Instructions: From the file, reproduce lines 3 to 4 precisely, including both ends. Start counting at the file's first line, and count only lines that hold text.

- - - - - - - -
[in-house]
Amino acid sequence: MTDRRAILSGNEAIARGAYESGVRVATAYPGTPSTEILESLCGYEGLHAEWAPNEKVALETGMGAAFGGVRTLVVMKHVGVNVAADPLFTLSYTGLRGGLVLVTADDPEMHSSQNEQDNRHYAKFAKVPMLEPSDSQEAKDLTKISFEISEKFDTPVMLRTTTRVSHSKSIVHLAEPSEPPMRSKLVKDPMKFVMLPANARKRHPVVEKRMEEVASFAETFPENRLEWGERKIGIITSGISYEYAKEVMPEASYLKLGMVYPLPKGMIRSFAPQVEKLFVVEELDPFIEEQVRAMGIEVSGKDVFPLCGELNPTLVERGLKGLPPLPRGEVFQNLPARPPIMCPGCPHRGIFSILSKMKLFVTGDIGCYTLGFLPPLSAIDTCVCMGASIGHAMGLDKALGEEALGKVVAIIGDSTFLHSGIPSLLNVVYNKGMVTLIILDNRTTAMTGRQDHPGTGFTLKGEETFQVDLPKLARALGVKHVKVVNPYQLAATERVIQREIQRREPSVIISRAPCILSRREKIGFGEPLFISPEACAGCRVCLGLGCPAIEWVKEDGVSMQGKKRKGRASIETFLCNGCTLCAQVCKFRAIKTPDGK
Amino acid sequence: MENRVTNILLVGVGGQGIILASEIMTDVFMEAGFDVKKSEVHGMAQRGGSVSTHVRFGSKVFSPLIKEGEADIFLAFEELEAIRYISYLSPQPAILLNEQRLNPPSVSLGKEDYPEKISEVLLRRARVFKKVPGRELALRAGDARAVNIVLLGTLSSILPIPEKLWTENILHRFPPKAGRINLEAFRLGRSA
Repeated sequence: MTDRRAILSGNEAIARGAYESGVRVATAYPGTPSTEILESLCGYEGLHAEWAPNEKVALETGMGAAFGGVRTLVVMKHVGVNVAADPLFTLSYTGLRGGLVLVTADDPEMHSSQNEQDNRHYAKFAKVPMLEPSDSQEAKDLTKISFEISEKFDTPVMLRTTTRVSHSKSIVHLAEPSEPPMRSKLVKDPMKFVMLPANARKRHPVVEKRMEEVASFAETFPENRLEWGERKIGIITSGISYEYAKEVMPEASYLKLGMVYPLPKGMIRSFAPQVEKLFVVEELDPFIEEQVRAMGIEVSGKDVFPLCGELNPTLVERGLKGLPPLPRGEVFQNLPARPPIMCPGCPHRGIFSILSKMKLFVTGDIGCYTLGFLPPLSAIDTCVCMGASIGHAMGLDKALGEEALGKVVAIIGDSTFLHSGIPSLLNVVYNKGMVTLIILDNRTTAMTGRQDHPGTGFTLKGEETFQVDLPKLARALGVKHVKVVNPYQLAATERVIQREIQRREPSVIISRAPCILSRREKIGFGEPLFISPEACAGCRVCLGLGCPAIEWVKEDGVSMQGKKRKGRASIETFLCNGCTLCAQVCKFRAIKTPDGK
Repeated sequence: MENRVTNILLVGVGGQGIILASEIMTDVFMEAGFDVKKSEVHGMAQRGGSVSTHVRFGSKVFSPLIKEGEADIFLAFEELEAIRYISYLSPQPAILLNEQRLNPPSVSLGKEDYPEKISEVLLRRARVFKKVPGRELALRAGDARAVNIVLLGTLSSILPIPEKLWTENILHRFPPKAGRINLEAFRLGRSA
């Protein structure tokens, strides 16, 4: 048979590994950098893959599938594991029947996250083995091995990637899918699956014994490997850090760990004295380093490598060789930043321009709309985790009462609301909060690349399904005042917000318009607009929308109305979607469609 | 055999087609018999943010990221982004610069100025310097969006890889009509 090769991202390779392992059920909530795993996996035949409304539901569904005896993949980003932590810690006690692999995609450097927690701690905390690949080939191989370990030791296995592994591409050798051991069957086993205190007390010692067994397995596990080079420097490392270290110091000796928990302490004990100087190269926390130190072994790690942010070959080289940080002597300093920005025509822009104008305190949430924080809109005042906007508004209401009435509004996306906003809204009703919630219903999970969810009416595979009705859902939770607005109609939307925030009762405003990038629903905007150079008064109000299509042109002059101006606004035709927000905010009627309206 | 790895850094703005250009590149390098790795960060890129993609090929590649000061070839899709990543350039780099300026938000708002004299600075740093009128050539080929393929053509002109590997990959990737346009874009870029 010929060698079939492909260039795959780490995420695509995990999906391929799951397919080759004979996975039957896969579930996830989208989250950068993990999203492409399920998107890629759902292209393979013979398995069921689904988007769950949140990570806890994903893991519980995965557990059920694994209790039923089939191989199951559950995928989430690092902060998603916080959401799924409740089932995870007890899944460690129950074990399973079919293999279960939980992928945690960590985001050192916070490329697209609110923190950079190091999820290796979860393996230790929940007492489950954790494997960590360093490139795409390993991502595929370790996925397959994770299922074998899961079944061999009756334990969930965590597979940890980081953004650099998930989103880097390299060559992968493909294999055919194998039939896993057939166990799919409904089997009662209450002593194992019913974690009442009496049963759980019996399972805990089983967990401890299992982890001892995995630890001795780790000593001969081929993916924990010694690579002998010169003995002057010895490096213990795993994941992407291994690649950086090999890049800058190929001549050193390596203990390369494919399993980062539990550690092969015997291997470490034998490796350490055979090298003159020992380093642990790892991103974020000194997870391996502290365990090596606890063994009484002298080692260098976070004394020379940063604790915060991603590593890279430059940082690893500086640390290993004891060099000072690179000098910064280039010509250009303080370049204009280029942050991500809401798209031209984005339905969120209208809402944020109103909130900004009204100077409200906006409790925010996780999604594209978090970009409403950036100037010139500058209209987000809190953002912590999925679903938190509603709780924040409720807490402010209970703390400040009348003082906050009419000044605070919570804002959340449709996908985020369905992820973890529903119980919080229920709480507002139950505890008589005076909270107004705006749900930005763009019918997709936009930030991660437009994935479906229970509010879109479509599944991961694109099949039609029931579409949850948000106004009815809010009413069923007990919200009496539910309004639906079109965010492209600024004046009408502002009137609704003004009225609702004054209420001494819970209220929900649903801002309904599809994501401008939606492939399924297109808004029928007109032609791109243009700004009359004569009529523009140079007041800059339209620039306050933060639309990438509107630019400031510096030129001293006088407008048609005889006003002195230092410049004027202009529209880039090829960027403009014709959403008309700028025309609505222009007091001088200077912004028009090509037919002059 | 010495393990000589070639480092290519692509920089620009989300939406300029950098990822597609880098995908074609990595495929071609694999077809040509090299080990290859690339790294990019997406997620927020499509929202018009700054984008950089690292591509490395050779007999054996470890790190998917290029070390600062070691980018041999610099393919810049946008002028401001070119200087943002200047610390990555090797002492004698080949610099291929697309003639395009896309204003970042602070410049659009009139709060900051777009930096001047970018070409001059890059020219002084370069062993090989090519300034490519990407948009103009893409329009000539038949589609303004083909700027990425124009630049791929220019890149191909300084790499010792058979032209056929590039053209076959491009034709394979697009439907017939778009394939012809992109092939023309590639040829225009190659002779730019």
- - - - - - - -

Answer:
Amino acid sequence: MENRVTNILLVGVGGQGIILASEIMTDVFMEAGFDVKKSEVHGMAQRGGSVSTHVRFGSKVFSPLIKEGEADIFLAFEELEAIRYISYLSPQPAILLNEQRLNPPSVSLGKEDYPEKISEVLLRRARVFKKVPGRELALRAGDARAVNIVLLGTLSSILPIPEKLWTENILHRFPPKAGRINLEAFRLGRSA
Repeated sequence: MTDRRAILSGNEAIARGAYESGVRVATAYPGTPSTEILESLCGYEGLHAEWAPNEKVALETGMGAAFGGVRTLVVMKHVGVNVAADPLFTLSYTGLRGGLVLVTADDPEMHSSQNEQDNRHYAKFAKVPMLEPSDSQEAKDLTKISFEISEKFDTPVMLRTTTRVSHSKSIVHLAEPSEPPMRSKLVKDPMKFVMLPANARKRHPVVEKRMEEVASFAETFPENRLEWGERKIGIITSGISYEYAKEVMPEASYLKLGMVYPLPKGMIRSFAPQVEKLFVVEELDPFIEEQVRAMGIEVSGKDVFPLCGELNPTLVERGLKGLPPLPRGEVFQNLPARPPIMCPGCPHRGIFSILSKMKLFVTGDIGCYTLGFLPPLSAIDTCVCMGASIGHAMGLDKALGEEALGKVVAIIGDSTFLHSGIPSLLNVVYNKGMVTLIILDNRTTAMTGRQDHPGTGFTLKGEETFQVDLPKLARALGVKHVKVVNPYQLAATERVIQREIQRREPSVIISRAPCILSRREKIGFGEPLFISPEACAGCRVCLGLGCPAIEWVKEDGVSMQGKKRKGRASIETFLCNGCTLCAQVCKFRAIKTPDGK